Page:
Now for the meat of the game: the combat system. Just like the original, the focus of each battle is to eliminate the enemy forces. The exact objective varies but it’s usually something along the lines of capturing their base camp, destroying their leader, or eliminating all the enemy troops. These small wars are very enjoyable and I must praise Sega in the way that they retained everything that was awesome about the original, while changing it up enough to ensure things never seem repetitive. It’s going to be very difficult to go into the mechanics so I’ll lay out the basics. There are usually between 2 and 4 areas per battle. Each area can only hold 5 allied troops, and there can only be a total of 6 troops on the field, anywhere, at once. To get to another area, you must capture a base camp that acts like a gateway. Once captured, you can deploy troops at the camp so long as there are 6 or less in battle at a time. Below is an image of Nichol (a Scout) firing at an enemy soldier who is guarding the rebels base camp.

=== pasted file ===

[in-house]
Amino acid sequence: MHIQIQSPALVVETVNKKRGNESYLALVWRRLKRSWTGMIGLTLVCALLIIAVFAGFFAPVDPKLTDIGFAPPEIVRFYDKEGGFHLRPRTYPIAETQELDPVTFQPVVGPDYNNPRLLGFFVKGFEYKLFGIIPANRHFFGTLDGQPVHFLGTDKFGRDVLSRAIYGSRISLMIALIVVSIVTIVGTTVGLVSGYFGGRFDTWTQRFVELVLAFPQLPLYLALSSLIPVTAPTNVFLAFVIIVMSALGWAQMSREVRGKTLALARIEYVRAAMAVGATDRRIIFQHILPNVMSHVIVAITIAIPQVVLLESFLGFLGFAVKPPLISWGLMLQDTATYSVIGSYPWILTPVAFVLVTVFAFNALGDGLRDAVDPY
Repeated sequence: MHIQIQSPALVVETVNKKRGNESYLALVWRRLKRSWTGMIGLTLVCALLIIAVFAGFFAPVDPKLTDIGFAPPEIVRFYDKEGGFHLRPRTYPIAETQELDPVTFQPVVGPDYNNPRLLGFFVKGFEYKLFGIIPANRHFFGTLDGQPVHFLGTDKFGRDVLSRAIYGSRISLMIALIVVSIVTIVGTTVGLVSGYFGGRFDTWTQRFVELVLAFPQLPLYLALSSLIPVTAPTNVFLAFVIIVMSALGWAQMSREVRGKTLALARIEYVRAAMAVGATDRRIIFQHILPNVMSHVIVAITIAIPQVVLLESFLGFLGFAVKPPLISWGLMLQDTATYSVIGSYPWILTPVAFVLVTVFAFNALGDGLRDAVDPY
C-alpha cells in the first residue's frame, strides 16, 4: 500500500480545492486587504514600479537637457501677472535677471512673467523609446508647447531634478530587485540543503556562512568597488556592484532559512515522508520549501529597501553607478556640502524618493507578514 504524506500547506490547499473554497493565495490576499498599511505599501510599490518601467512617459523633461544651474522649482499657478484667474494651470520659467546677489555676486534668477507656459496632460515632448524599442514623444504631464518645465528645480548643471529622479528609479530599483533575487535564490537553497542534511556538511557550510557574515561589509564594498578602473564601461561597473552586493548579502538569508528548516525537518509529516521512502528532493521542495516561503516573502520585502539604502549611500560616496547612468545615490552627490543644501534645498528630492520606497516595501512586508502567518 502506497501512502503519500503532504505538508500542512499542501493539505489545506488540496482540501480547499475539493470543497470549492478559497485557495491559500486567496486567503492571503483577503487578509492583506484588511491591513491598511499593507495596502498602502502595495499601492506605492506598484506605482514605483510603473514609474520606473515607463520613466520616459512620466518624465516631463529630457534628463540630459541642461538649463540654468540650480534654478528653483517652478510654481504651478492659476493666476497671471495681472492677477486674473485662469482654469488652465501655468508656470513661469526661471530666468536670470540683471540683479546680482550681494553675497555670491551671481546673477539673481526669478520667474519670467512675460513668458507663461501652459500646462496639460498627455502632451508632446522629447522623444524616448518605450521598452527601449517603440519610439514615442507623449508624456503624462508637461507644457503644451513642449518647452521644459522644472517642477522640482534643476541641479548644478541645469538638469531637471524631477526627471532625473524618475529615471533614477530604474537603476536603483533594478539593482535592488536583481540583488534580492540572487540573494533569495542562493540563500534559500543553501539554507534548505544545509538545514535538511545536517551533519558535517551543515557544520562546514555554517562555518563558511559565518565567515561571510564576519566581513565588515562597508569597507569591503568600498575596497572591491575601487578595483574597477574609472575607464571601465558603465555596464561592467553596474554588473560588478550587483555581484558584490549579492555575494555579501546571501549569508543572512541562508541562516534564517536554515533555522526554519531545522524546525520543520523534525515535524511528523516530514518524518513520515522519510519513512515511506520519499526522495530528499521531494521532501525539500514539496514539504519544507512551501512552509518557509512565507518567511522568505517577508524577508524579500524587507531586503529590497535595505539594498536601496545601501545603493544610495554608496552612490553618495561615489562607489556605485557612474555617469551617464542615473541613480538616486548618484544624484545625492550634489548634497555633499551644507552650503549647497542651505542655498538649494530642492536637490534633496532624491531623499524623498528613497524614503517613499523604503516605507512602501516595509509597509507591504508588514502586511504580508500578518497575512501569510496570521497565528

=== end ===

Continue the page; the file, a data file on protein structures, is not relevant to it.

The strategy required with this fantastic battle system is deploying and withdrawing troops at the correct time based on their class, health, remaining movement and potentials. This is always a lot of fun as there are many, many ways to complete each objective. I for one am in favour of scouting out my enemies’ then snipering them from a distance. Others may favour the luxury of blowing everything up with a tank. The possibilities are endless, which makes the battle system so damn enjoyable. However, there is a flaw, and that is the difficulty of the first 70% of the game. I’m going to bet that there are a few apes out there that could get an ‘A’ rank by simply smashing the PSP against the ground. Fortunately, VC2 does eventually provide a challenge and this is when the battle system truly shines.